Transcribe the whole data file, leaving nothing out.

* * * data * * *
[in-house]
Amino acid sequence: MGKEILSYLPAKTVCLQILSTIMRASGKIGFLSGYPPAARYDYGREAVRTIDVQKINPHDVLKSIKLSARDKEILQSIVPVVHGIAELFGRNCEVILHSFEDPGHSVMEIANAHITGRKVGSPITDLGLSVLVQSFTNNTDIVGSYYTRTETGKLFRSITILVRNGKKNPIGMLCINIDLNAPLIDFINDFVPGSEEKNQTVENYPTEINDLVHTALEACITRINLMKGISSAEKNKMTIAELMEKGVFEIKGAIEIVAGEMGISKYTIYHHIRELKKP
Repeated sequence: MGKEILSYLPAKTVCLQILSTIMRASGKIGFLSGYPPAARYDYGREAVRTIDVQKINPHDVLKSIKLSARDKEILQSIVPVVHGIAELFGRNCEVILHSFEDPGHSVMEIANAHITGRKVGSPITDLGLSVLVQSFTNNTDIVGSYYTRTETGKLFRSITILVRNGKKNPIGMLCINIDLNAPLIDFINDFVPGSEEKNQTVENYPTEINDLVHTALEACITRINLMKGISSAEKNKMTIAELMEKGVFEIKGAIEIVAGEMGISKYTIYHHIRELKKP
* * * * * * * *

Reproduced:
[in-house]
Amino acid sequence: MGKEILSYLPAKTVCLQILSTIMRASGKIGFLSGYPPAARYDYGREAVRTIDVQKINPHDVLKSIKLSARDKEILQSIVPVVHGIAELFGRNCEVILHSFEDPGHSVMEIANAHITGRKVGSPITDLGLSVLVQSFTNNTDIVGSYYTRTETGKLFRSITILVRNGKKNPIGMLCINIDLNAPLIDFINDFVPGSEEKNQTVENYPTEINDLVHTALEACITRINLMKGISSAEKNKMTIAELMEKGVFEIKGAIEIVAGEMGISKYTIYHHIRELKKP
Repeated sequence: MGKEILSYLPAKTVCLQILSTIMRASGKIGFLSGYPPAARYDYGREAVRTIDVQKINPHDVLKSIKLSARDKEILQSIVPVVHGIAELFGRNCEVILHSFEDPGHSVMEIANAHITGRKVGSPITDLGLSVLVQSFTNNTDIVGSYYTRTETGKLFRSITILVRNGKKNPIGMLCINIDLNAPLIDFINDFVPGSEEKNQTVENYPTEINDLVHTALEACITRINLMKGISSAEKNKMTIAELMEKGVFEIKGAIEIVAGEMGISKYTIYHHIRELKKP